Long-Time Friends Seek Healing for Diocese of Albany

Bishops Gallagher and Smith | Photo: Diocese of Albany

By Kirk Petersen

In an effort to heal after years of conflict over same-sex marriage, the Diocese of Albany is reuniting two long-time friends with miters who have agreed to disagree on the subject.

The diocese announced December 20 it has asked the Rt. Rev. Carol Gallagher to provide supplemental episcopal pastoral support for any priest who may wish to conduct a same-sex marriage ceremony. In that role, she will work closely with the Rt. Rev. Michael G. Smith, a conservative who was hired in August to support the diocese while it searches for its next bishop.

The bishops have known each other for three decades. As Christian leaders from separate Native American tribes, they have spent their entire careers navigating cultural divides. She used to work with him as an assistant bishop when he was Bishop of North Dakota. And they participated in a Living Church podcast together, where friendship can be heard in their voices as they banter with each other.

“While +Carol and I differ on our theological views about whether Christian marriage is between two persons or between a man and a woman, we have been friends and colleagues for many years and have been able to focus on that which unites us rather than divides,” Smith said in the written announcement.

Smith, 66, is an enrolled member of the Citizen Potawatomi Nation, and has served part-time roles in the Diocese of Dallas and the Navajo Area Mission since retiring in 2019 after 15 years as Bishop of North Dakota.

Gallagher, 65, is an enrolled member of the Cherokee Nation. She will continue in her role as one of three regional canons in the Diocese of Massachusetts, where she oversees transition ministries and supports functions such as lay leadership development and clergy wellness. Albany will be the sixth diocese where she plays a formal role. She served as bishop suffragan of Southern Virginia from 2002 to 2005, and subsequently served in assisting roles in Newark and Montana, in addition to working with Smith in North Dakota from 2008 to 2014.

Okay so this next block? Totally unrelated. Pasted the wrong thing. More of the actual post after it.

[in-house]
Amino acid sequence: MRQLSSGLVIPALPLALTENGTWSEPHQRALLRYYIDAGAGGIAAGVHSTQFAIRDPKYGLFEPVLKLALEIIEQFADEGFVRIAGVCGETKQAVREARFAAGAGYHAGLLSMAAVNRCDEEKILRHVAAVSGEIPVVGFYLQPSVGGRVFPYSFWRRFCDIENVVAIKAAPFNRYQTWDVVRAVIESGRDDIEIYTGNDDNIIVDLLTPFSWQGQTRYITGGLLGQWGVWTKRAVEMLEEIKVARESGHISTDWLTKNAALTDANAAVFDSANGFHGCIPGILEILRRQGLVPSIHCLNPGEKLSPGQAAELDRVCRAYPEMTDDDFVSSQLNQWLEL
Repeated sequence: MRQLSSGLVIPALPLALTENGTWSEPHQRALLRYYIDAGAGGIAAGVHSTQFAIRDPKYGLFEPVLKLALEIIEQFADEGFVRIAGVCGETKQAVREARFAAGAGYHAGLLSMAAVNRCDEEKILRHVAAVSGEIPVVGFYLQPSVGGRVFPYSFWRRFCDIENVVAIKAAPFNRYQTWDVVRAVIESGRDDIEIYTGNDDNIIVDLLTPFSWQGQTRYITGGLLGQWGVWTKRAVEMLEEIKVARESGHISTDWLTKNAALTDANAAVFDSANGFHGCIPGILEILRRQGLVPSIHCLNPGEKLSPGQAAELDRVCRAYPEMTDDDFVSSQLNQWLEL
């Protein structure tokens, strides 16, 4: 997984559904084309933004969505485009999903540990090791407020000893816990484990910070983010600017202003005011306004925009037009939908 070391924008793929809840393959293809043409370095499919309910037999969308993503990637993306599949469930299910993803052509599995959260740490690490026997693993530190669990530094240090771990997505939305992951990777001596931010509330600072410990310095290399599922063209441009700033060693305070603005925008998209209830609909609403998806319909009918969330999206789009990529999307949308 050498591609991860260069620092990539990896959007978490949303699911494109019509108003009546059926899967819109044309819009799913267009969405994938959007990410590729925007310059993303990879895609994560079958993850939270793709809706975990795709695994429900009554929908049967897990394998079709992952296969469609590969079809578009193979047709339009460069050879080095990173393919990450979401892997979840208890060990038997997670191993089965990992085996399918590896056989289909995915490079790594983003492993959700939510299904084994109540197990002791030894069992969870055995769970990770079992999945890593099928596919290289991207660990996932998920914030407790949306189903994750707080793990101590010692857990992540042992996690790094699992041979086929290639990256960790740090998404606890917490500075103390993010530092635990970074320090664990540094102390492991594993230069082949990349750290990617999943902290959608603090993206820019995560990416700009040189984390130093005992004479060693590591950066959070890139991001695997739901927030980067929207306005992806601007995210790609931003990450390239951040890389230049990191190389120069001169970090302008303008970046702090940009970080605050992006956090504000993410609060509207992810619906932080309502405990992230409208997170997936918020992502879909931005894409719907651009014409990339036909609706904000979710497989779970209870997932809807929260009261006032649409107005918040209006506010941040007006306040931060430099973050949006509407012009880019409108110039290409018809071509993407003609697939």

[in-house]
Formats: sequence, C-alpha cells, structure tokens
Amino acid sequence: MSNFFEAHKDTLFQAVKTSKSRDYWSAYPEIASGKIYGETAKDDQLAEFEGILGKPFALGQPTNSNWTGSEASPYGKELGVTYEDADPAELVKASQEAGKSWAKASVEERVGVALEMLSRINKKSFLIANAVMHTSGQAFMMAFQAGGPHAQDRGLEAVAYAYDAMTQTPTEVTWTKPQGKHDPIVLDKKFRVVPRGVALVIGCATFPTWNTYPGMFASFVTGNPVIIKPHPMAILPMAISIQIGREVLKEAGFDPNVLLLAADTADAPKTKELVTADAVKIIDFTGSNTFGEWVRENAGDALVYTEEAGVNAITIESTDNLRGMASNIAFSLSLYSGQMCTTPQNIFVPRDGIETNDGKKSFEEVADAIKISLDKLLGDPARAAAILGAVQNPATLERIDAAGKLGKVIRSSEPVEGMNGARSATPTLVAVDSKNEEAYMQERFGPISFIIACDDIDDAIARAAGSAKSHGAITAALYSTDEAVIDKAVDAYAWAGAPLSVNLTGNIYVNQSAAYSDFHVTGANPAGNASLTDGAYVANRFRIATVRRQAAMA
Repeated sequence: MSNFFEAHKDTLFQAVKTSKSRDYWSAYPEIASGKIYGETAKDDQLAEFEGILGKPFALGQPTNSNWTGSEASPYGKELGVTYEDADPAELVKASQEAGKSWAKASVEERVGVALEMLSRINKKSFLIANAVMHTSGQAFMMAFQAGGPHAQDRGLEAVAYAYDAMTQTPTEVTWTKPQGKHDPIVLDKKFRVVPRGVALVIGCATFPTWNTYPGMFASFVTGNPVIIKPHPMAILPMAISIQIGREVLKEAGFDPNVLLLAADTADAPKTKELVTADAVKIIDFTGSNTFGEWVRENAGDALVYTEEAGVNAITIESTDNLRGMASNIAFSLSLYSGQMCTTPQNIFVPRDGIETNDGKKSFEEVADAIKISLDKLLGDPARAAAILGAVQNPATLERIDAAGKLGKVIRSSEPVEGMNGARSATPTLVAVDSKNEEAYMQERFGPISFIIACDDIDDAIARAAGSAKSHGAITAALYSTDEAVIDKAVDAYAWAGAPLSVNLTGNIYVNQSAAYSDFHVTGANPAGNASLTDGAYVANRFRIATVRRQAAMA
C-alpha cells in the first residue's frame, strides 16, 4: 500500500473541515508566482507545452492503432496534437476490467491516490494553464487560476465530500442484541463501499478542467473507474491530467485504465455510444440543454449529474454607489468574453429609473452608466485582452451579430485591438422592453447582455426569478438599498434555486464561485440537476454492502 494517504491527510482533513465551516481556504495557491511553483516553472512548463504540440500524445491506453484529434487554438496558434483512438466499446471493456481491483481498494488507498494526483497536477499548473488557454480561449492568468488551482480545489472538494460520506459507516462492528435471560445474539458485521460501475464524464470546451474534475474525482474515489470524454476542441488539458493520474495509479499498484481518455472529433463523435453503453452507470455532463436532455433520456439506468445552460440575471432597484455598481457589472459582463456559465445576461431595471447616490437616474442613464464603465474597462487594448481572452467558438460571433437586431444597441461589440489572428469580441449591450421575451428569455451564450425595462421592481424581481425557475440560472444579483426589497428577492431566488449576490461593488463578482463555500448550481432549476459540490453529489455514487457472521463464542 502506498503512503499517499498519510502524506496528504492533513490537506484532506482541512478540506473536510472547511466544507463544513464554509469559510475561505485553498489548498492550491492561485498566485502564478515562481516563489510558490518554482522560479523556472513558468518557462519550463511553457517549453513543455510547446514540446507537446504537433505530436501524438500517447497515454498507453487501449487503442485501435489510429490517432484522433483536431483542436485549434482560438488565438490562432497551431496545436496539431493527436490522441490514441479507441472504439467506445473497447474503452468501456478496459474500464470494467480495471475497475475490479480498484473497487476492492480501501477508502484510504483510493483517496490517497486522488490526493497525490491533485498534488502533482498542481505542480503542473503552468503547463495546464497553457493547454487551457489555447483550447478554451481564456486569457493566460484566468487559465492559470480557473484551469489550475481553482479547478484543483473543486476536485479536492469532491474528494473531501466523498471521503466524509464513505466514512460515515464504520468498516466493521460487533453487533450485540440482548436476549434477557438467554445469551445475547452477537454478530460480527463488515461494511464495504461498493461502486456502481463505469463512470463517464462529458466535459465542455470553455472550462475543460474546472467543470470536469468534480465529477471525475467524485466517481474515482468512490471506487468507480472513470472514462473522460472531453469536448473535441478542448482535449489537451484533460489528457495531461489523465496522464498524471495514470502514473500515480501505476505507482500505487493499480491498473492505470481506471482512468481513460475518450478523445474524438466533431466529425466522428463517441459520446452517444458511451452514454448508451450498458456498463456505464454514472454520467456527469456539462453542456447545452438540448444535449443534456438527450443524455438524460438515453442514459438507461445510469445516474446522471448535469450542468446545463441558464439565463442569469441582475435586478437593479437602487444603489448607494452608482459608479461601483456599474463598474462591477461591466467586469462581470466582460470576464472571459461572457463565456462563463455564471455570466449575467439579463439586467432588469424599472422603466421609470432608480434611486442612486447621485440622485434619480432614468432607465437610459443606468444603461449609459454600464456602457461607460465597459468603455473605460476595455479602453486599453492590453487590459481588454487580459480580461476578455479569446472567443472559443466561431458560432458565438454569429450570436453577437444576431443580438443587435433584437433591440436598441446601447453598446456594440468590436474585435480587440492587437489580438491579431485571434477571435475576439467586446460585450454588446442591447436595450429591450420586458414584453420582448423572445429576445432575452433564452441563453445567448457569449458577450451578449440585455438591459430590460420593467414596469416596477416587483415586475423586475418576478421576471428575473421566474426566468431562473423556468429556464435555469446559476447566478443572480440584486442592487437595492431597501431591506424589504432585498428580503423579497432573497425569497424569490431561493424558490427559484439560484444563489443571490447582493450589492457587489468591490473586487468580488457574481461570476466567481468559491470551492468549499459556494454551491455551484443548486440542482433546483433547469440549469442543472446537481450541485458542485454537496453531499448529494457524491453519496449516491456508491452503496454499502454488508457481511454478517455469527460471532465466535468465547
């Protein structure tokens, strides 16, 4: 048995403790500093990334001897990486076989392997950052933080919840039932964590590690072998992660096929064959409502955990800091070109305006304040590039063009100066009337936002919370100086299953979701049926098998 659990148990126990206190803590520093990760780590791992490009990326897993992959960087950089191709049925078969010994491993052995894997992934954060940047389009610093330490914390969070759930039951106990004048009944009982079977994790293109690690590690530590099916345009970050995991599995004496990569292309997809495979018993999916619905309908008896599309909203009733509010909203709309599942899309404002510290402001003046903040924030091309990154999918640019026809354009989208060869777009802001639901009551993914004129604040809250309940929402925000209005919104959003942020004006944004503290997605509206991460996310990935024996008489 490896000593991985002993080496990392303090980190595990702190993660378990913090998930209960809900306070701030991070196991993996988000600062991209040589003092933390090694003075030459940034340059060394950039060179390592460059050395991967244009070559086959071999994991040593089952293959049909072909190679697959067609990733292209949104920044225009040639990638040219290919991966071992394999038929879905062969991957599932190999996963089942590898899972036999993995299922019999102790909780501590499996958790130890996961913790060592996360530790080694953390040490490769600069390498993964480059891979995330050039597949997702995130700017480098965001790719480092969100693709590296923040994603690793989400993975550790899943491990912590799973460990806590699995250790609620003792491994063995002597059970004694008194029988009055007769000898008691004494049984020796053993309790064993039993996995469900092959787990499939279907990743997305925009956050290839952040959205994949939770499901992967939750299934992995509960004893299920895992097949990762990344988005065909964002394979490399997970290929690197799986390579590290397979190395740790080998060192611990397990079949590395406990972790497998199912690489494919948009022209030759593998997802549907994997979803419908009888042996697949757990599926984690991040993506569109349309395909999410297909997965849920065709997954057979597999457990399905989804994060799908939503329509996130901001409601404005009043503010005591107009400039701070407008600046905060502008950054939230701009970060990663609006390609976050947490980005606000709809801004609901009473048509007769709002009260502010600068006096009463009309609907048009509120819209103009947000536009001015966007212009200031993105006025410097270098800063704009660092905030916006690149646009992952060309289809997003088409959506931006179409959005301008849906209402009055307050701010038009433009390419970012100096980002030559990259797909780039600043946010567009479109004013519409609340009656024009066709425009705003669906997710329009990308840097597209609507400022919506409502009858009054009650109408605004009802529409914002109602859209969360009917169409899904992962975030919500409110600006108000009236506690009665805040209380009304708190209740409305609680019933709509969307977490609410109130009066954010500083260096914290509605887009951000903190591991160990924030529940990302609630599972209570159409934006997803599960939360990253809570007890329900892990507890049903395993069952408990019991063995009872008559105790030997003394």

“Both of us have been raised with a sense of the importance of building bridges,” Gallagher told TLC by telephone. “Our friendship is deep enough that we don’t battle out theology.”

Albany was the last domestic diocese in the Episcopal Church to forbid the use of the same-sex marriage rites that were approved by General Convention in 2015. The legislation that year provided that the rites could be used only with the permission of the diocesan bishop. Eight bishops withheld that permission, including Smith and the Rt. Rev. William Love, who served as Bishop of Albany from 2007 to 2021.

Resolution B012 in 2018 eliminated the bishop’s veto, and provided that bishops opposed to same-sex marriage could enlist another bishop to oversee priests who wished to perform such marriages. (This will be Gallagher’s role now in Albany.)

Love alone refused to comply with B012, a stance that ultimately ended his career in the Episcopal Church. Facing disciplinary action for violating his vow of doctrinal obedience, he resigned as Bishop of Albany effective February 1, 2021. He subsequently resigned from ordained Episcopal ministry entirely, and now serves as assistant bishop of the Diocese of the Living Word in the Anglican Church in North America.

Love’s predecessor as Bishop of Albany, Daniel W. Herzog, left the church about the same time he did, as did four priests and four deacons in the diocese. Three priests, whom the diocese declined to identify, have inquired about performing same-sex marriages.

“There are people who are really hurting” in the diocese, Gallagher said, and she hopes she and Smith will be able to provide healing.

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